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The Song of Songs 2:16

Context
Poetic Refrain: Mutual Possession

The Beloved about Her Lover:

2:16 My lover is mine and I am his;

he grazes among the lilies. 1 

The Song of Songs 6:3

Context
Poetic Refrain: Mutual Possession

The Beloved about Her Lover:

6:3 I am my lover’s 2  and my lover is mine; 3 

he grazes among the lilies.

1 sn This line may be translated either as “the one who grazes among the lilies” or as “the one who feeds [his flock] among the lilies.” The latter would picture him as a shepherd pasturing his flock among a bed of flowers which they were eating, while the former would be picturing him as a gazelle feeding among a bed of flowers. Because of the occurrence of the gazelle motif in the following verse, it is most likely that this motif is present in this verse as well. Although it seems likely that he is therefore being pictured as a gazelle eating these flowers, it is far from clear as to what this figurative picture denotes. It is possible that it conveys the peaceful nature of his relationship with her because she was earlier portrayed as a lily (e.g., 2:1).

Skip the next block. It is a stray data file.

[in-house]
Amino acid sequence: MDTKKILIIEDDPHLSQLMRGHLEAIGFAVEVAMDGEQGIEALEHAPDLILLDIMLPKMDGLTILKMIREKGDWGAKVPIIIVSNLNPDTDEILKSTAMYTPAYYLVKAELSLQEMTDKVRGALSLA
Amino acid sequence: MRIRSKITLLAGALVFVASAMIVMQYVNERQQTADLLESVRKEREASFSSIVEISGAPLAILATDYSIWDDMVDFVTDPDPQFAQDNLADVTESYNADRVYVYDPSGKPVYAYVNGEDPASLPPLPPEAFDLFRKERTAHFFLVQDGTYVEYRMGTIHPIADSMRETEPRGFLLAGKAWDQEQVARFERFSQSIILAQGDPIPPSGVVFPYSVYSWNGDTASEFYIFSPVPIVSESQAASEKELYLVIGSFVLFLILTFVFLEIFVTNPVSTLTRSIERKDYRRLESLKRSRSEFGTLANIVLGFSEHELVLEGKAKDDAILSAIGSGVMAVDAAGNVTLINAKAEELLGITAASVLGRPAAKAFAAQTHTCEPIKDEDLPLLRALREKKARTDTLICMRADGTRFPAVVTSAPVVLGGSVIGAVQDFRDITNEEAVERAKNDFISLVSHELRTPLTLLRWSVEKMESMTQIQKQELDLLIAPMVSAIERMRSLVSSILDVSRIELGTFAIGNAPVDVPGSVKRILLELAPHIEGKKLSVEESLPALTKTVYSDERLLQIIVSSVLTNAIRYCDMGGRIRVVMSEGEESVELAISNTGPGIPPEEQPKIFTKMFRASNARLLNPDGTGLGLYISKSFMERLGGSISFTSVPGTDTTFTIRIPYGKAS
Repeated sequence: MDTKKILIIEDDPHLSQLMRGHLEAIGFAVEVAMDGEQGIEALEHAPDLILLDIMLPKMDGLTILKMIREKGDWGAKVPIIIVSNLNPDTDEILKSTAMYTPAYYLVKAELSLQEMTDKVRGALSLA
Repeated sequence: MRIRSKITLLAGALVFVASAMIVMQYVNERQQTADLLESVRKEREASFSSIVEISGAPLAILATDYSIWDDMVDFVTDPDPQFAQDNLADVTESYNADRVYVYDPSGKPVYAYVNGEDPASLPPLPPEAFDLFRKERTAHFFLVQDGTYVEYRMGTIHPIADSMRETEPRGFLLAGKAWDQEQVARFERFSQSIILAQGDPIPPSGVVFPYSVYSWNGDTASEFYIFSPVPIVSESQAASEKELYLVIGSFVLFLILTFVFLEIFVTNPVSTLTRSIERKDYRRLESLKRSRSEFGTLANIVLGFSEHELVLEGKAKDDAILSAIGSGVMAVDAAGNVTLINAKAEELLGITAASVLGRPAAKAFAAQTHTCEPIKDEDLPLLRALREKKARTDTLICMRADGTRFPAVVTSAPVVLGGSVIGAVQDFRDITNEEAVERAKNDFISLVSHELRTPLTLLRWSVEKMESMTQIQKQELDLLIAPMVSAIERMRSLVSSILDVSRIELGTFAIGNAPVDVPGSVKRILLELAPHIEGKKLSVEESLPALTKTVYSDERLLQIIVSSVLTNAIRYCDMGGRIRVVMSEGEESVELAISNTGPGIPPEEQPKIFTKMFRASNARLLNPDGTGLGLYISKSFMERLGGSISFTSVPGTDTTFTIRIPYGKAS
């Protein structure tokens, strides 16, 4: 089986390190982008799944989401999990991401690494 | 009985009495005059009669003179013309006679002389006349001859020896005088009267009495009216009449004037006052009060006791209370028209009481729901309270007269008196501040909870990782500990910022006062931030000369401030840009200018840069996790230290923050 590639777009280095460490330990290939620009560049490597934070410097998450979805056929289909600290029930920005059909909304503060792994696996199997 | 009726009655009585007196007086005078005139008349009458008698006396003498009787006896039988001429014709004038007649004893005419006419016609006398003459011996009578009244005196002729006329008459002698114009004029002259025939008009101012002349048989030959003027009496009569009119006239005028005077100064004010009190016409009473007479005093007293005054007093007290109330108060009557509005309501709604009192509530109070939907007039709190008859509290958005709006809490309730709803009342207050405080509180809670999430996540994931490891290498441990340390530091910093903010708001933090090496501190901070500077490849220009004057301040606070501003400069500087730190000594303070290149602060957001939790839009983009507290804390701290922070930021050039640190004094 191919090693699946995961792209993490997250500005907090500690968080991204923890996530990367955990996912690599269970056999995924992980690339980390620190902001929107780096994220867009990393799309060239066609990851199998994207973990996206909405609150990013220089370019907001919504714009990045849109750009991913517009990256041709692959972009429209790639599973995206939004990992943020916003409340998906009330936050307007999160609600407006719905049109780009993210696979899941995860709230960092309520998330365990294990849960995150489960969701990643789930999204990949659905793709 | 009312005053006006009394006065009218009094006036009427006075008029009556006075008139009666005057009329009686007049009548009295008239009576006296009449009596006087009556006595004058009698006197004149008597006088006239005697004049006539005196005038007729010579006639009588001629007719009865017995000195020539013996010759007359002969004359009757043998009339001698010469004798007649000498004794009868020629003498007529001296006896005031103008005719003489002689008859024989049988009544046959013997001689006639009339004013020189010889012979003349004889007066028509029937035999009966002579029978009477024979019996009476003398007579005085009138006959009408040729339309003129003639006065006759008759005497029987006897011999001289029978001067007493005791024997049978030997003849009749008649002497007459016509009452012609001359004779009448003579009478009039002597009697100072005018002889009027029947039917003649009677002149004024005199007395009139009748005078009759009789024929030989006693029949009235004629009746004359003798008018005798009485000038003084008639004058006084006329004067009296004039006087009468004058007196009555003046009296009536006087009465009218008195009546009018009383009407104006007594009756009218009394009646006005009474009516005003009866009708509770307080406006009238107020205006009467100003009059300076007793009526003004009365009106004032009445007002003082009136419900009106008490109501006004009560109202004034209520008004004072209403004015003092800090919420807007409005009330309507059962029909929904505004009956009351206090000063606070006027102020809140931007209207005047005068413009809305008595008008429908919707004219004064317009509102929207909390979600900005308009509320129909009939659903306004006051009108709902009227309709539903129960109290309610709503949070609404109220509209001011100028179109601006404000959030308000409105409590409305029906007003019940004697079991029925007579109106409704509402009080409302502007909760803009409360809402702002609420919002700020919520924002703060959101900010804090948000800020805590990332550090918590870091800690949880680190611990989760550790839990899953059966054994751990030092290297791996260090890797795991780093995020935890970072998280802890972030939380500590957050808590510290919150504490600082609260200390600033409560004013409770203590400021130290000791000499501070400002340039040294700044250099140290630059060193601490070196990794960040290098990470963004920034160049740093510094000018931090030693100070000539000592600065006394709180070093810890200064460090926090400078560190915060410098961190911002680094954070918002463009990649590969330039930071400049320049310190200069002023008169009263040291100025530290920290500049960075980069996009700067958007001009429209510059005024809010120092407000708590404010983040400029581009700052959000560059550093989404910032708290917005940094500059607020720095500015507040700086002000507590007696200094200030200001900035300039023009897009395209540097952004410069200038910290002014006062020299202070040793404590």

2 sn This is the second occurrence of the poetic refrain that occurs elsewhere in 2:16 and 7:11. The order of the first two cola are reversed from 2:16: “My beloved is mine and I am his” (2:16) but “I am my beloved’s and he is mine” (6:3). The significance of this shift depends on whether the parallelism is synonymous or climactic. This might merely be a literary variation with no rhetorical significance. On the other hand, it might signal a shift in her view of their relationship: Originally, she focused on her possession of him, now she focused on his possession of her.

3 tn Or “I belong to my beloved, and my lover belongs to me.” Alternately, “I am devoted to my beloved, and my lover is devoted to me.”



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